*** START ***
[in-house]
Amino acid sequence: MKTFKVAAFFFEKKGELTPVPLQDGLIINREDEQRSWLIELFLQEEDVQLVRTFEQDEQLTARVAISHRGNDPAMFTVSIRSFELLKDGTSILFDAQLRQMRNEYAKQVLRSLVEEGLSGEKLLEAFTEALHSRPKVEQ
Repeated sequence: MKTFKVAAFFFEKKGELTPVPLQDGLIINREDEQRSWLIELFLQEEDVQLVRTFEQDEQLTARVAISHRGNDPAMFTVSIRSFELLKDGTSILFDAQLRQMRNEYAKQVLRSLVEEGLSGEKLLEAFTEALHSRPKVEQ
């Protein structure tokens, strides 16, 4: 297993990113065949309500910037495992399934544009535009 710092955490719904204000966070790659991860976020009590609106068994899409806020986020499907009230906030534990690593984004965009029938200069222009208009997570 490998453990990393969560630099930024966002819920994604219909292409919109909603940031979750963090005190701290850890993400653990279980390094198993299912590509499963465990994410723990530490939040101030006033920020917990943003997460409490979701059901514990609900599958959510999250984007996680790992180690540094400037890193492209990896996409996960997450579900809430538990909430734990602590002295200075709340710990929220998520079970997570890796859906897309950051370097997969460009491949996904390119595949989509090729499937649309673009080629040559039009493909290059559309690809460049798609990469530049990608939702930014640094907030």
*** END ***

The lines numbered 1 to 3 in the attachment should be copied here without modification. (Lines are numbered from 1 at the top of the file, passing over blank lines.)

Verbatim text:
[in-house]
Amino acid sequence: MKTFKVAAFFFEKKGELTPVPLQDGLIINREDEQRSWLIELFLQEEDVQLVRTFEQDEQLTARVAISHRGNDPAMFTVSIRSFELLKDGTSILFDAQLRQMRNEYAKQVLRSLVEEGLSGEKLLEAFTEALHSRPKVEQ
Repeated sequence: MKTFKVAAFFFEKKGELTPVPLQDGLIINREDEQRSWLIELFLQEEDVQLVRTFEQDEQLTARVAISHRGNDPAMFTVSIRSFELLKDGTSILFDAQLRQMRNEYAKQVLRSLVEEGLSGEKLLEAFTEALHSRPKVEQ